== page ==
John MacTavish (British Consul)

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John MacTavish
Born ca. 1787
Died 21 June 1852
Howard County, Maryland
Occupation Fur Trade Entrepreneur, British Consul

John MacTavish, born ca. 1787 in Stratherrick, Invernesshire, Scotland,[1] was a Scots-Canadian heir to the North West Company[2] and British Consul to the State of Maryland.[1][3] He was a nephew of Scots-Quebecer entrepreneur Simon McTavish, who took him in to raise after his father's death.

MacTavish married on 15 August 1815 to Emily Caton, the fourth daughter of Richard and Mary (née Carroll) Caton,[4] and granddaughter of Charles Carroll of Carrollton the only Catholic and the longest-surviving signer of the Declaration of Independence.[5][6] They lived first at Brooklandwood estate in the Green Spring Valley of Baltimore County, where Emily had been born,[7] and later at Folly Quarter, built by her grandfather Charles Carroll near his home Doughoregan in present-day Howard County, Maryland.[4][8] They were staunch Roman Catholics, members of St. Paul's Catholic Church in Baltimore County.[9]

Emily's three sisters Marianne, Bess, and Louisa Caton, entered British society and married into British nobility, Louisa marrying first Sir Felton Hervey-Bathurst 1st Baronet Bathhurst and second Francis Godolphin D'Arcy Osborne Marquess of Carmarthen the future 7th Duke of Leeds; Marianne marrying first Robert Patterson brother of Elizabeth Patterson the first wife of Napoleon's younger brother Jérôme Bonaparte and second Richard Wellesley 1st Marquess Wellesley and Lord Lieutenant of Ireland older brother of the Duke of Wellington; and Bess marrying Sir George William Jerningham 8th Baron Stafford and 7th Baronet of Costessey Hall in Norfolk, England.[6]

John and Emily (Caton) MacTavish were the parents of four children, Charles Carroll MacTavish, born 1 January 1818, married a daughter of Lieutenant General Winfield Scott;[10] Richard Caton MacTavish, born 24 March 1821, died 20 March 1841; Mary Wellesley MacTavish, born 21 November 1823, married the Hon. Henry George Howard, youngest son of the Earl of Carlisle;[11][12] and Alexander Simon MacTavish, born 28 April 1829, died 28 May 1863.[13]

Photograph of the grave marker of John MacTavish, 1787-1852, British Consul for Maryland, Green Mount Cemetery, 9 October 2011.

John MacTavish died 21 June 1852 at age 65, and Emily (Caton) MacTavish 26 January 1867 at Folly Quarter; they are interred in Green Mount Cemetery in Baltimore, Maryland.[13]


  1. ^ a b Sylvanus Urban: The Gentleman's Magazine, Volume XXXVIII, New Series, July to December 1852, John Bowyer Nichols and Son, London, p. 213.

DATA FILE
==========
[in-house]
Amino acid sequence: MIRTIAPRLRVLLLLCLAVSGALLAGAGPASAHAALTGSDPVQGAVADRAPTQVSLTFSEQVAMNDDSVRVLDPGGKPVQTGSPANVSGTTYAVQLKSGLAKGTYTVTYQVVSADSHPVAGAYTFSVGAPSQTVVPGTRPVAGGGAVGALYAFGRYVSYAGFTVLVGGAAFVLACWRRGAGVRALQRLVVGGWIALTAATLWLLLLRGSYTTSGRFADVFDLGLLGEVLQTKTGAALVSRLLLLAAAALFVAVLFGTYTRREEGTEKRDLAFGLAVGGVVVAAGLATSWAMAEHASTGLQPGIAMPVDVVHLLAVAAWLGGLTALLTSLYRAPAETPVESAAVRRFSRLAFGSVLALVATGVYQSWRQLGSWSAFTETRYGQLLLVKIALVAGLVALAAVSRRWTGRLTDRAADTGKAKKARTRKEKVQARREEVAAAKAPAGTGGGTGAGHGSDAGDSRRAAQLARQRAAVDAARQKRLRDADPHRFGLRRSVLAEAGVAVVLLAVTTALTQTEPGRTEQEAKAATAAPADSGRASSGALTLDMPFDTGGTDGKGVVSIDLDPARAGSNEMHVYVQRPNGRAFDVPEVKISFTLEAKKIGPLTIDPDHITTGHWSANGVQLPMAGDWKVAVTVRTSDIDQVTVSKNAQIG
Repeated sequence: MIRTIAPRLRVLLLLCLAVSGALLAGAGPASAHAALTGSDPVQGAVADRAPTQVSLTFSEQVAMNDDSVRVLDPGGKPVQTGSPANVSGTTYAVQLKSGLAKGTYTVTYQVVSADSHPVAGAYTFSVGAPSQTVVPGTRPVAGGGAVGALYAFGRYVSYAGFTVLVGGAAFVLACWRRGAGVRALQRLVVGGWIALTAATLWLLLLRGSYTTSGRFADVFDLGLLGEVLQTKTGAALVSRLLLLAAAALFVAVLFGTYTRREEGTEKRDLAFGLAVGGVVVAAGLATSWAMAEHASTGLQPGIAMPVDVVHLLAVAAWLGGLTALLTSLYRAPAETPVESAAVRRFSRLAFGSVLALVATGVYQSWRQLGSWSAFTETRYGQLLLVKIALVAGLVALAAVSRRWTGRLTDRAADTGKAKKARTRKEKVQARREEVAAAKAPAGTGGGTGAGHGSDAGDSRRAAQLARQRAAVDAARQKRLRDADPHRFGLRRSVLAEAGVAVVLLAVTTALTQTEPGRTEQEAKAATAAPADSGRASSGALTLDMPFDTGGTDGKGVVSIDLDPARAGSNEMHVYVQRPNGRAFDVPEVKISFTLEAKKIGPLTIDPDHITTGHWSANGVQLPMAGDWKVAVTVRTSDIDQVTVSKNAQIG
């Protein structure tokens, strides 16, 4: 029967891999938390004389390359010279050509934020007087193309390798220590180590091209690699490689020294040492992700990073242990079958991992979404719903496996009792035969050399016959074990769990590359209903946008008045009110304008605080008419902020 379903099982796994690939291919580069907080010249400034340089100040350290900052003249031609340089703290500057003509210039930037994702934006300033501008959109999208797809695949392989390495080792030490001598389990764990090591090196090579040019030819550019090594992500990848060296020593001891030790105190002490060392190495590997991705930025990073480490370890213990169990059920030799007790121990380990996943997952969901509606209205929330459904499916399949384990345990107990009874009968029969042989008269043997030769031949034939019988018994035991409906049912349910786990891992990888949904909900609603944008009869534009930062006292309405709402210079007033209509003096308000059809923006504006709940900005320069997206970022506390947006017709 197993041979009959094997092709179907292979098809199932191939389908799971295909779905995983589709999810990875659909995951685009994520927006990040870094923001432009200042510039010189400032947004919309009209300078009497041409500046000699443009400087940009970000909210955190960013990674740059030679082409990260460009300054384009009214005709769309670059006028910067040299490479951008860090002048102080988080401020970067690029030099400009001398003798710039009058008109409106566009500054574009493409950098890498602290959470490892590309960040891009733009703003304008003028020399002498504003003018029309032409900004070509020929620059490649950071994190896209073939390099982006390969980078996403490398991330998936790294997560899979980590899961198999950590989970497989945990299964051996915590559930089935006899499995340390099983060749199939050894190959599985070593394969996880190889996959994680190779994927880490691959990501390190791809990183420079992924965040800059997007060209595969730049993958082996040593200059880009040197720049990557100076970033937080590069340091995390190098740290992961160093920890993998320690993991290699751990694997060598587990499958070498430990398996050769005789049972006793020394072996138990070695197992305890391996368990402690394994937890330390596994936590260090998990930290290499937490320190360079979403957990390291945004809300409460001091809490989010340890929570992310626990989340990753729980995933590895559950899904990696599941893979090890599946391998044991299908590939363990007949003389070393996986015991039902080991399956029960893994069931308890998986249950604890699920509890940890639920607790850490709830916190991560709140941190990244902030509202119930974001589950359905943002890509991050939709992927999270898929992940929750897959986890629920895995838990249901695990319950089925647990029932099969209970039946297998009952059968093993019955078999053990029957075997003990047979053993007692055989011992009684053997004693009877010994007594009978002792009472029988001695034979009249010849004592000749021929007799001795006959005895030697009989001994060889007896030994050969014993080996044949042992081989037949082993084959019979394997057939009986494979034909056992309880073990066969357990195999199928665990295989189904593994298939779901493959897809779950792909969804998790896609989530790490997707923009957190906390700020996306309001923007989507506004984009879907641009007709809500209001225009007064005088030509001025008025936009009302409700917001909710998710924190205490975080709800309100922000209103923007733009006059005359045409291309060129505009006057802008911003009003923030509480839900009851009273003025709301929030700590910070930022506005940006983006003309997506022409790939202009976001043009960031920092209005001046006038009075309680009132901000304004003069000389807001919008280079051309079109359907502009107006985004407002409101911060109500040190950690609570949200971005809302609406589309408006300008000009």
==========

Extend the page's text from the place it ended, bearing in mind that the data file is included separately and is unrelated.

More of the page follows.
2. ^ Jehanne Wake: Sisters of Fortune: America's Caton Sisters at Home and Abroad, Simon and Schuster, New York, 2011.
  3. ^ Cynthia H. Requardt: Descriptive Summary, Register of the Carroll-McTavish Papers, MS 220, Maryland Historical Society, Baltimore, Md.,, June 1979.
  4. ^ a b John Martin Hammond: Colonial Mansions of Maryland and Delaware, J. B. Lippincott Company, Philadelphia & London, 1914, pp. 125-127.
  5. ^ Shrine of Saint Anthony: Faith at Folly Quarter,,, accessed 8 Sep 2011.
  6. ^ a b Anne Sebba (reviewer): "They adore titles..." Sisters of Fortune: The First American Heiresses to Take Europe by Storm, by Jehanne Wake, "Archived copy". Archived from the original on 2011-07-23. Retrieved 2010-08-13. , accessed 10 Oct 2011.
  7. ^ Robert Erskine Lewis: "Brooklandwood, Baltimore County" in: Maryland Historical Magazine, Vol. XLIII, No. 4, December 1948, pp. 280-293,
  8. ^ Maryland Historic Trust: Nomination Form for the National Register of Historic Places, National Park Service, Folly Quarter Manor, Carrollton Hall, MacTavish House (including photos of the house),, undated.
  9. ^ Celia M. Holland: Ellicott City, Maryland, Mill Town, U.S.A., Printers II, Tuxedo, Md., 1970, p. 48.
  10. ^ John O'Hart: Irish Pedigrees, or, The Origin and Stem of the Irish Nation, Third Edition, Edinburgh: M. H. Gill & Son, 1881, p. 109fn.
  11. ^ Edmund Burke: The Annual Register, or a View of the History and Politics of the Year 1845, Vol. 87, London: F. & J. Rivington, 1846, p. 218.
  12. ^ Thomas Allen Glenn: Some Colonial Mansions and Those Who Lived in Them, Philadelphia: Henry T. Coates & Company, 1899, p. 362.
  13. ^ a b Green Mount Cemetery: Features,, accessed 10 Sep 2011.